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Leveraging Technology-QA-blog

Q&A with Jho Outlaw and Jessica Nelson

Following a recent webinar presentation on "Leveraging Technology to Enhance ASC Collections," Jho Outlaw, senior vice president of Revenue Cycle Services for SIS, and Jessica Nelson, director of Revenue Cycle Services for SIS, fielded questions from participants. Here are those questions, along with Outlaw's and Nelson's responses, summarized for readability.

Q: Sometimes we correct claims in our clearinghouse software rather than on the original claim as doing so is faster. Is it okay for us to take this approach?

A: This is something a lot of ASCs do. The scenario usually looks like this: A claim leaves the host system and is moved to a clearinghouse, where it is rejected. The biller looks at the claim and determines there's an incorrect code or modifier and then proceeds to correct it in the clearinghouse because that's the simplest step to fix the claim.

Unfortunately, that can lead to problems. You need a consistent process of going back to correct the host system. Let's say a few months down the road, you find yourself being audited for that account. Since the host system is generally considered the record of documentation, staff will generally go back to it to prep a claim. What happens when the payer notices that what is in the host system does not match what you submitted? Now you need to go to the clearinghouse and see what was actually submitted.

Our mantra is to ensure the information is correct in both systems. Ideally, correct it in your host system and then resubmit the claim, but if you at least correct it in both so they match, you will be in a good place.

Q: If an ASC sees its performance decline as it implements an electronic medical record (EMR) system, how can you bring performance back in line?

A: If you've gone from paper to electronic and performance declines, look closely at which area(s) of performance is declining. For example, it might be taking you longer to get bills out the door because physicians are delaying using the EMR and now your processes aren't working as well as they used to. In this instance, explain to the physicians how many claims are unbilled compared to before the EMR and the importance of them using the technology from a financial perspective. Use data to support your arguments.

When you implement new technology, consider it an opportunity to take a step back and determine what your ASC can do differently that will hopefully improve performance. The important part is to monitor your performance and be able to quickly identify when something declines, determine the root cause(s), and implement fixes.

Q: Is there a way to set edits within the average clearinghouse to avoid sending claims out incorrectly?

A: A lot of the host systems will allow you to enter edits. For example, let's say account numbers associated with XYZ payer always have three alphas before it. You can come up with a rule that says if XYZ is the payer, then the patient account number must have a three-letter alpha prefix. That's an opportunity to use your host software.

One thing we've been doing with our clearinghouse is implementing edits that say, for example, if this CPT code and this CPT code are paired together, reject it because they should be bundled, or if this CPT code isn't paired with this CPT code, then reject it.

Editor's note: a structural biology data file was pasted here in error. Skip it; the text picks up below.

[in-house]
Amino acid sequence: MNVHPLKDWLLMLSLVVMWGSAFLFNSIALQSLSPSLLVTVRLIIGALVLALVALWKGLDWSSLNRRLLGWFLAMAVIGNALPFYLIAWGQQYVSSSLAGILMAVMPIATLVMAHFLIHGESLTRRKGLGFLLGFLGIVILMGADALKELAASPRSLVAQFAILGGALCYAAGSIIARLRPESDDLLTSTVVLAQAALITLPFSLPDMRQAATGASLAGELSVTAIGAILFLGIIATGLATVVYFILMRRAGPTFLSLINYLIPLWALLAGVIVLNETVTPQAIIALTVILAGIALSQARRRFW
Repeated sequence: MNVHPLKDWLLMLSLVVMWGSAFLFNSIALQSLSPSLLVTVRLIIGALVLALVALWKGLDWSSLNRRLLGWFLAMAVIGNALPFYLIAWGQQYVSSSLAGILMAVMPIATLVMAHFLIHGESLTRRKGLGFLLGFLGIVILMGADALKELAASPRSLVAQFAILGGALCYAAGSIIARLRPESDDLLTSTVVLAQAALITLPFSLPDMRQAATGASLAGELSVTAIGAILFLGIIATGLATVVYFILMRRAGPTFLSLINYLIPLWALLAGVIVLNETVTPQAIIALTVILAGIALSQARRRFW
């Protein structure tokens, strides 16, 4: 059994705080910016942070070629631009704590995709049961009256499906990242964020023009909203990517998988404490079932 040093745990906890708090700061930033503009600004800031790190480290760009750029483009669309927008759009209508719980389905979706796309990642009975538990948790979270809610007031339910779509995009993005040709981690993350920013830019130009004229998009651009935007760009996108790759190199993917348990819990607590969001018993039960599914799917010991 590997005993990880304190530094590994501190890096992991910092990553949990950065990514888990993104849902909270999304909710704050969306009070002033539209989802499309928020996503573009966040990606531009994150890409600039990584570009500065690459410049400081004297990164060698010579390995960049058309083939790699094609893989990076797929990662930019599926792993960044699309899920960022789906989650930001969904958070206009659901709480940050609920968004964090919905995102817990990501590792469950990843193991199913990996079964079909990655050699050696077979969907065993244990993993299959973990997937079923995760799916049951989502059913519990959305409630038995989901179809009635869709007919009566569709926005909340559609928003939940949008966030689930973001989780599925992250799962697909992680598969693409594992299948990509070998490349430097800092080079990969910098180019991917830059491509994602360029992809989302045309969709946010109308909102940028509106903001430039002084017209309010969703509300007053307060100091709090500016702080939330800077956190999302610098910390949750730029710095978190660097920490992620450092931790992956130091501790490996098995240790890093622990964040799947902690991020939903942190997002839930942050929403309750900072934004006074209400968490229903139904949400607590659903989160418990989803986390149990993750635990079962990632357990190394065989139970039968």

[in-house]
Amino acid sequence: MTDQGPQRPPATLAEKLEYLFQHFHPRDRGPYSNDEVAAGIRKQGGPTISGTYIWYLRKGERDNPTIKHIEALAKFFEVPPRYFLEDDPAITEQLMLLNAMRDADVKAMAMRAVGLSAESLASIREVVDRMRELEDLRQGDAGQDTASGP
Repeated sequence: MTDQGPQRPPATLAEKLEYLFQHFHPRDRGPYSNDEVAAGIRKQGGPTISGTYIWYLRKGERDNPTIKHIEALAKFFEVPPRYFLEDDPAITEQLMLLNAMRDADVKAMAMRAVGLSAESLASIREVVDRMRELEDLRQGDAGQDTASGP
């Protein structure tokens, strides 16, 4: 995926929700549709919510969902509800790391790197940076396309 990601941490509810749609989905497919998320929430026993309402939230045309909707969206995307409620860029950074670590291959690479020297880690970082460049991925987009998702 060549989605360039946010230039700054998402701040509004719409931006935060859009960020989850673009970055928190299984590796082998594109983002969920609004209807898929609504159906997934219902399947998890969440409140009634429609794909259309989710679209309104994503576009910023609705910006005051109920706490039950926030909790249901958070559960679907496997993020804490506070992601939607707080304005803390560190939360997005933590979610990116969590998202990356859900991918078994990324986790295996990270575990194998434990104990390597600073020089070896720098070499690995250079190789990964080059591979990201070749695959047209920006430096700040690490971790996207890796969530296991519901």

There are opportunities to use technology to complete edits. When you consistently get the same rejection or find a few claims that made it to the clearinghouse and were paid incorrectly because there were mistakes on the claim, think about how you can build edits in your host system or clearinghouse to avoid repeating errors.

Q: How do we get online bill pay?

A: There are a few options. You can go to your bank and talk to it about what it offers. You can usually set up online bill pay through a clearinghouse. If you use a centralized business office or outsourced opportunity like SIS Revenue Cycle Services, your partner will often bring that offering to you.

Q: Is texting patients legal?

A: The short answer: Yes. You do need to receive permission from patients to do so. You will want to be very careful that you do not text patients any protected health information.

SIS Revenue Cycle Services texts our ASC clients' patients. The way that we accomplish texting routinely and properly is by working with a technology that addresses the legal aspects. Patients can opt in to receive text messages or opt out as they're receiving them. Another failproof component is to include in the paperwork that patients review and sign, as part of undergoing surgery at your center, that they acknowledge and agree to receive and respond to text messages from the ASC.

Q: One of my referring doctors doesn't want me to collect payments up front. He says it will cause cancellations. Is this allowed?

A: "Allowed" is an interesting word. You need to be very careful of treating any one physician's patients different than you treat all the rest of your patients. ASCs are supposed to consistently apply the same billing procedures and processes for all patients, especially if they accept reimbursement from the federal government, e.g., Medicare, state Medicaid programs, TRICARE.

Furthermore, credentialing agencies and payers often set forth expectations that ASCs provide financial counseling to patients and do not surprise them with bills. If patients are opting out of surgery as a result of a collections effort, that likely means you did not effectively inform them of their financial responsibility when scheduling the surgery and are now "surprising" them with a bill. I would strongly recommend shying away from such a practice.